THE BLOG
12/01/2012 19:02 GMT | Updated 13/03/2012 05:12 GMT

After Libya, the UN Must Adopt a More Reasonable Approach to Post Conflict Resolutions

Those expecting UN Secretary General, Ban Ki-moon to use his second term as a period of quiet consolidation, before beginning the slow process of winding down, were in for a surprise as the New Year began.

The 67 year old instead announced his priorities, aimed primarily at fostering the Arab Spring and helping the process of democratisation globally. Ambitious, as well as risky, Ban has the confidence of knowing that he will not have to seek election again, and he also knows that his agenda is both hugely relevant and popular. The Secretary General has nailed his colours to the mast as essentially a 'man of the people'.

Beleaguered despots throughout the Middle East and beyond now know that the United Nations will not be silent when the human rights of their citizens are abused. And Ban has not been slow in defending the record of the United Nations in Libya, particularly Resolution 1973. Had the UN Security Council, under Ban's leadership, not moved to institute that resolution and 'Responsibility to Protect', Colonel Gadaffi would have likely proceeded with his threat to dismantle Libya's second city, Benghazi, brick by brick.

For the record UN Security Council Resolution 1973 passed with 10 votes in favour, with five abstentions (Brazil, China, Germany, India, Russian Federation). It authorised member States to take all necessary measures to protect civilians under threat of attack in the country, including Benghazi, while excluding a foreign occupation force of any form on any part of Libyan territory. It also requested those countries taking military action individually or collectively "to immediately inform the Secretary-General of such measures". Furthermore the resolution requested "that Member States should inform the Secretary-General immediately of the measures they take" and UN teams "will assess conditions and advise on humanitarian needs and threats in all areas affected by the conflict."

The military success of NATO in Libya does not mean that the UN will necessarily countenance similar tactics in altogether more complex Syria. Nor is Secretary General Ban Ki-moon and the UN going to allow itself to be conveniently shoe horned into being depicted as agents for forcible regime change. Libya was in some respects a special case. However, what is apparent is that despite the UN's best endeavours Libya remains an unstable state and is still a threat to itself and the wider international community. The towns and oilfields are now littered with even more lethal unexploded ordinance than that which still remains from World War Two.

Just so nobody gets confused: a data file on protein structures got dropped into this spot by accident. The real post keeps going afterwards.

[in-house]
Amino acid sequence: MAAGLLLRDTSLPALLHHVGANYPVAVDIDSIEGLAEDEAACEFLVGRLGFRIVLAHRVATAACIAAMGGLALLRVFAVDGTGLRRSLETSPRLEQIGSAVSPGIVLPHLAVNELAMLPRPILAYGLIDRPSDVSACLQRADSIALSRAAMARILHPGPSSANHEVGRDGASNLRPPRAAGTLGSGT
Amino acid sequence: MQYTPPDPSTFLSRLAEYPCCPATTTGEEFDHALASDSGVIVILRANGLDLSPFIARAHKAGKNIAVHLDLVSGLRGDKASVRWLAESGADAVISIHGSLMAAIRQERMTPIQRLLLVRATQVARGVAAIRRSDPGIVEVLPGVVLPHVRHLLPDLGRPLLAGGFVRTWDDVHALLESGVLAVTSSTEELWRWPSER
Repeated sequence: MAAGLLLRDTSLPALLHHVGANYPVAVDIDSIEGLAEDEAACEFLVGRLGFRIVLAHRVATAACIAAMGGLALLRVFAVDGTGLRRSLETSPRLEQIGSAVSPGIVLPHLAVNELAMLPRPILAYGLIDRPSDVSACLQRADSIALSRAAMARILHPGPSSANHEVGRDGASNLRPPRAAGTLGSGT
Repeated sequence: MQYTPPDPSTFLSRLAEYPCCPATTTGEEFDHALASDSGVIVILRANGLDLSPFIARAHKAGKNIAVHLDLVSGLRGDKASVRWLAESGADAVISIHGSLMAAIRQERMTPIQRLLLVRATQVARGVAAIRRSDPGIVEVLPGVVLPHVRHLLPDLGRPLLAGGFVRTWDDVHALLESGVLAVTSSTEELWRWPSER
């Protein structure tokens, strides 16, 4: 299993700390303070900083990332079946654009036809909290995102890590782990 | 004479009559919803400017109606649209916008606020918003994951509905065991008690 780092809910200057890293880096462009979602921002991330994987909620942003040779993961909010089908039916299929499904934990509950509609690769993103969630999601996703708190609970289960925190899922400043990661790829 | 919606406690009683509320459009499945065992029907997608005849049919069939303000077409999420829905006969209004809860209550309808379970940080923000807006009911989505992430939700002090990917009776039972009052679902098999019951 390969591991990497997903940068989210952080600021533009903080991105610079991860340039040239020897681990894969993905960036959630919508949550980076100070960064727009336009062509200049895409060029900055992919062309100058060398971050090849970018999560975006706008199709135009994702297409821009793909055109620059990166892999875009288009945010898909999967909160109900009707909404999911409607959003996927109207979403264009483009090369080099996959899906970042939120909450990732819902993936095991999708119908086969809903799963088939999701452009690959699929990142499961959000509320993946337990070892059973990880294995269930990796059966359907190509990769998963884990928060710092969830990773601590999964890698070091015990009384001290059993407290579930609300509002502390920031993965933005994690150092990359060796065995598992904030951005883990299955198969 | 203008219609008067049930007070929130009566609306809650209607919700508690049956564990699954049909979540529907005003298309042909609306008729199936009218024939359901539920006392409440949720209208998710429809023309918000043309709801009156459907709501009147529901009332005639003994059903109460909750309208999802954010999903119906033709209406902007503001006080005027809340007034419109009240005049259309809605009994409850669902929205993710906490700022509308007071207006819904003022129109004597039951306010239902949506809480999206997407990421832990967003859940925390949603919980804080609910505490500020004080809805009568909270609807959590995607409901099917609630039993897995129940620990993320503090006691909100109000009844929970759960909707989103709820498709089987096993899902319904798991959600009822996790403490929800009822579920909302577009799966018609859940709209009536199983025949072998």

And this is where the UN's post conflict dilemma lies; how does it determine the likely long term effect of Resolution 1973? How much thought and planning has gone into cleaning up after the conflict has taken place? And what can the UN do to encourage the international community, and specifically members of the UN Security Council to destroy unexploded mines and bombs and collect the guns and ammunition before they end up in another giant arms bazaar?

In the case of Libya very little has been done to prevent weapons getting into the wrong hands. "We have been one of the main beneficiaries of the revolutions in the Arab world," Mokhtar Belmokhtar, a leader of the north Africa based Al Qaeda in the Islamic Maghreb [AQIM], told the Mauritanian news agency ANI. He made this claim days after the United Nations Security Council unanimously adopted a resolution calling on Libya and its neighbours to secure the loose weapons - including some 20,000 man-portable surface-to-air missiles - before they fell into the hands of terrorists. The resolution specifically mentioned AQIM as a dangerous potential beneficiary.

Perhaps today's political leaders need to understand that while the military option may be an option of last resort, it is nonetheless a political decision that authorises military action. It follows that political leaders should therefore take responsibility for clearing up after they have achieved their military objectives. And if they don't, the United Nations needs to be able to ensure that they do.

Sadly, now that the UN mission in Libya has apparently been accomplished, the Libya Contact Group partners seem more eager to claim their economic spoils. France's Total has been promised to double their share of Libyan oil to 35%, Italy's Eni has provided Libya with a new Oil Minister and Anglo-America's BP and Exxon Mobil are ready to get for major expansion.

While the large Western corporations move back into Libya, Libyans seem unlikely to hand in weapons or help remove mines that protect their townships until their overall safety and security situation has been improved.

Until this does begin to happen Libyan civilians and foreign oil company workers will remain at risk and the country's economic recovery will remain on hold until the land is cleared of unwanted weapons and armed militias. Offering Western expertise in conflict resolution is unlikely to be taken remotely seriously by ordinary Libyans.

In light of the lessons learned by Libya's Arab Spring, it is now time that UN member states adopt a more responsible approach to the aftermath of UN resolutions that authorise military action and post conflict resolution.

That approach may have to come from UN Secretary General Ban Ki-moon who is not afraid of showing leadership and sometimes spelling out some uncomfortable truths.